Why consulting Dr Google first could be a good thing
How do you diagnose a patient who has turned up to the emergency department?
You check their vital signs, their heart rate, their temperature. You ask them what brought them in today, what they are feeling; you check their prior conditions, medications, allergies. Based on what they say, you order relevant tests; blood is sometimes drawn, x-rays taken.
Research shows that patients who look up their medical problem online before visiting the emergency room can experience better interactions with health care providers. Photo by Andrew Quilty.
Patients have often been discouraged from looking up their symptoms online. But new research, published in the Medical Journal of Australia, has found consulting ‘Dr Google’ before presenting at the emergency department could improve interactions between patients and their treating physician.
A survey of 400 adult patients who presented at emergency departments at St Vincent’s Hospital Melbourne and Austin Health between 1 February and 31 May last year found that over a third had looked-up their problem online beforehand.
Of the 190 patients who had done a preliminary internet search, 150 reported they were able to ask more informed questions, communicate effectively, and better understand their health provider.
“Searching [online] is helping patients to characterise what they are feeling,” said Dr Anthony Cocco, a medical intern at St Vincent’s Hospital Melbourne and co-author of the study.
“There is a lot of medical jargon that can be hard for patients to grasp, so [researching beforehand] is helping them to express what they are feeling to the doctors and ask questions so we are able to have an informed discussion.”
“This can help during the initial history-taking phase because patients recognise the significance of certain symptoms and will mention them… if you have an uninformed patient, teasing out the symptoms can be quite difficult.”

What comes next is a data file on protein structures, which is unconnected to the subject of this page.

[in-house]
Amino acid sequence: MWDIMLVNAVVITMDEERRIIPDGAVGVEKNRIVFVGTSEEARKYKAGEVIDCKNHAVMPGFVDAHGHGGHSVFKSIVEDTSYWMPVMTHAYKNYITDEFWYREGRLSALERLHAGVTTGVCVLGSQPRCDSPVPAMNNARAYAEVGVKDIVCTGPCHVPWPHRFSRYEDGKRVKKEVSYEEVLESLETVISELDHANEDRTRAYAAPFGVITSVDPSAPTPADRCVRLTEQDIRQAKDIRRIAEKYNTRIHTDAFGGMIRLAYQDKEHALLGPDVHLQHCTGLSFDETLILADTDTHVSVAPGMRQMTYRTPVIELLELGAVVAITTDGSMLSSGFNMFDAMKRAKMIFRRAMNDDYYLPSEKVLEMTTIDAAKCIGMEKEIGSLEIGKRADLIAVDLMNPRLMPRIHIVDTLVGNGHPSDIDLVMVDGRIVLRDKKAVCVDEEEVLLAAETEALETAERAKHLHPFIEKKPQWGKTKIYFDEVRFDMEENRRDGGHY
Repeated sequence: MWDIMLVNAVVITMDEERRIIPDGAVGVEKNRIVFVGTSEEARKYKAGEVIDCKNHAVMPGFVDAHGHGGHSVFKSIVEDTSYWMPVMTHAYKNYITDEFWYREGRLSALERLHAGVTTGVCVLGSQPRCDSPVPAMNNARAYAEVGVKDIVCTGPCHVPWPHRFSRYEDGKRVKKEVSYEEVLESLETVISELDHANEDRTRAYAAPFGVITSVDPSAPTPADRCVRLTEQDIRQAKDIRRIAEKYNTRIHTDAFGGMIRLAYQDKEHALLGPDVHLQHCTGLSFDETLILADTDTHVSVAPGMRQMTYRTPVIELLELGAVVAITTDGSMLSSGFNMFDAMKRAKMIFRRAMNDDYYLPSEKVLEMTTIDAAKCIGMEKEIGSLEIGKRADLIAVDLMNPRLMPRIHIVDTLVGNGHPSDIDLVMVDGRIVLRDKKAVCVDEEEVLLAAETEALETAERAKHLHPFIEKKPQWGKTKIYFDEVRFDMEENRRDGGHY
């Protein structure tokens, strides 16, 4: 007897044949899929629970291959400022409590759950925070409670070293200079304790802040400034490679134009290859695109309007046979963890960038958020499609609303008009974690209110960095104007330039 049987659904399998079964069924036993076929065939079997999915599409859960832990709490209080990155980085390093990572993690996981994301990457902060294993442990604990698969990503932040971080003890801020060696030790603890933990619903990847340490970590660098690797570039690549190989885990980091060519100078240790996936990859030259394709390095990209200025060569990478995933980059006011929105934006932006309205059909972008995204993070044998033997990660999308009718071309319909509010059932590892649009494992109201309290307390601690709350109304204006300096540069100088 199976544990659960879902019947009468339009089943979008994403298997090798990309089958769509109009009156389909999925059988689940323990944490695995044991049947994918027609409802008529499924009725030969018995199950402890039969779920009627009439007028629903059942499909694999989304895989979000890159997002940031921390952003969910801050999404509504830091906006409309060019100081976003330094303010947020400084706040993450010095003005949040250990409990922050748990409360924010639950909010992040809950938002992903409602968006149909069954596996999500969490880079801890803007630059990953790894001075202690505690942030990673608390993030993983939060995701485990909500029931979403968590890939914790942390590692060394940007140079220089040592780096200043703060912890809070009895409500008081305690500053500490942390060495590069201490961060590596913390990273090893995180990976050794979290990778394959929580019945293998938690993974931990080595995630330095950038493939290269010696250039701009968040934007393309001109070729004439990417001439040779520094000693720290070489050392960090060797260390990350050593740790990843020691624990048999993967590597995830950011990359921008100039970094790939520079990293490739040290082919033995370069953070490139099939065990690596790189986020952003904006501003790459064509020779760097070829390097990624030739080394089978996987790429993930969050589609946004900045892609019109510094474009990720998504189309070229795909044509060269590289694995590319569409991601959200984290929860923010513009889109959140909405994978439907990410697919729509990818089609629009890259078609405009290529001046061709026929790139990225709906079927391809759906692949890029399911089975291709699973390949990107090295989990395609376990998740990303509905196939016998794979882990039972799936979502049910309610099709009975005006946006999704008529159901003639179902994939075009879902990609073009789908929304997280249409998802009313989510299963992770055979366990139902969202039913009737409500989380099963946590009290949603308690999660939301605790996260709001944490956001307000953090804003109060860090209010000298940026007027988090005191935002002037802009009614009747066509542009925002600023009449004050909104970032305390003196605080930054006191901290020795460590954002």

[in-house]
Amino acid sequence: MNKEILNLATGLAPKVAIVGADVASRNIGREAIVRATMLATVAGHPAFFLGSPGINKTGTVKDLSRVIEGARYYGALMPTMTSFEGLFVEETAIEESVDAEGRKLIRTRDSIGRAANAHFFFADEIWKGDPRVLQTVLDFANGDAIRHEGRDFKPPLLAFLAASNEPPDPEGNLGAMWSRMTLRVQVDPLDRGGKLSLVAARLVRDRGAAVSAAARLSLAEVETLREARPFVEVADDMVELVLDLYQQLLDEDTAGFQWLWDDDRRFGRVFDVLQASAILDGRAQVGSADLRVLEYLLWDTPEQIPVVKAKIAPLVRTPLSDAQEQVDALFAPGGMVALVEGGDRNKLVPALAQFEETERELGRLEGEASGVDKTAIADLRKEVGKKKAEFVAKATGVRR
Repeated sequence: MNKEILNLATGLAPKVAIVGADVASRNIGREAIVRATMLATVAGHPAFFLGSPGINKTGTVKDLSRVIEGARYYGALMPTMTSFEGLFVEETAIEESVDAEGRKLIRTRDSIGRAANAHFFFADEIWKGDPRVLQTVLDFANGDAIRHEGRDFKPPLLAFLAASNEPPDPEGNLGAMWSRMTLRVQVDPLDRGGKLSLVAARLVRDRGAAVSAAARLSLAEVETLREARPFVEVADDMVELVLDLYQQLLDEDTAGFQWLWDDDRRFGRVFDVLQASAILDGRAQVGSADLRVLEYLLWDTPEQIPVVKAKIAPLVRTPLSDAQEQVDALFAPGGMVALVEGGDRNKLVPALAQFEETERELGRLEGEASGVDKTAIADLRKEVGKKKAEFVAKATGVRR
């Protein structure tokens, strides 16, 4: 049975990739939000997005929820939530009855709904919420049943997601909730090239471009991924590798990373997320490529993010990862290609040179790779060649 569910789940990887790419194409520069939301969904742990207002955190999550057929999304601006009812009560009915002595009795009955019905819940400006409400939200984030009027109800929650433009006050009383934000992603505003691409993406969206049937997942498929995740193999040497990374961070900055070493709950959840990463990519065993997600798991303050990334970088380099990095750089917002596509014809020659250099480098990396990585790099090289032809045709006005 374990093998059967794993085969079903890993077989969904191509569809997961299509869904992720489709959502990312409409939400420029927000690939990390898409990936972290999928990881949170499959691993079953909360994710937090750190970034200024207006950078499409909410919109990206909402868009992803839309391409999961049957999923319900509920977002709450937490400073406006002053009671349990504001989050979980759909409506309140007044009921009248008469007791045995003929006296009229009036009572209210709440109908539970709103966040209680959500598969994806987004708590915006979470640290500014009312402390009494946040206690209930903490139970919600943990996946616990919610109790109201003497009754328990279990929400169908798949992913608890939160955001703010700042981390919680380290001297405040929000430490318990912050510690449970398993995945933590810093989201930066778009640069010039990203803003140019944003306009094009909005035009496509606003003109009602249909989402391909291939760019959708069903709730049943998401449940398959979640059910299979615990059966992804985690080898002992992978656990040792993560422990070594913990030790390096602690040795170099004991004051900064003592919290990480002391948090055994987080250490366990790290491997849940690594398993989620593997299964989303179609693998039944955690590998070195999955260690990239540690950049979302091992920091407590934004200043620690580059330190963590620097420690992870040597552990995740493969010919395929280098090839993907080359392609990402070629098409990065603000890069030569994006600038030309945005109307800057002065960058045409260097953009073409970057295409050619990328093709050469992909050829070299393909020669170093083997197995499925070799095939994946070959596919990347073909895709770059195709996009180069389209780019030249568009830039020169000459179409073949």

A majority of surveyed patients looked up their problem online more than twenty-four hours before presenting to the emergency room, as opposed to during the few hours beforehand or while they sat in the waiting room. Younger patients aged 18-30, as well as those with greater e-health literacy, were also more likely to consult the internet before heading to hospital.
The study also dispelled health care providers concerns that looking up a medical problem could interfere with a patient’s treatment: most patients said they would never or rarely doubt their diagnosis or change their treatment plan because of conflicting online information.
“The main downside is that around 40 percent of patients had found searching online had increased their anxiety,” Dr Cocco said.
Previous studies have found some general practitioners react defensively when patients approach them with medical information they found on the internet. But Dr Cocco said this wasn’t the case for a majority of those surveyed, which could be because most patients said they hadn’t told the consulting physician that they had looked up their problem online beforehand.
While only just over 10 percent of those looking up information online trusted what they found on Facebook, Twitter and online blogs, Dr Cocco encouraged all patients to opt for reputable websites like the Better Health Channel, or the Royal Children’s Hospital Guidelines.
He said health care providers should have open discussions with patients about what they have found online and direct them to sites with quality information.
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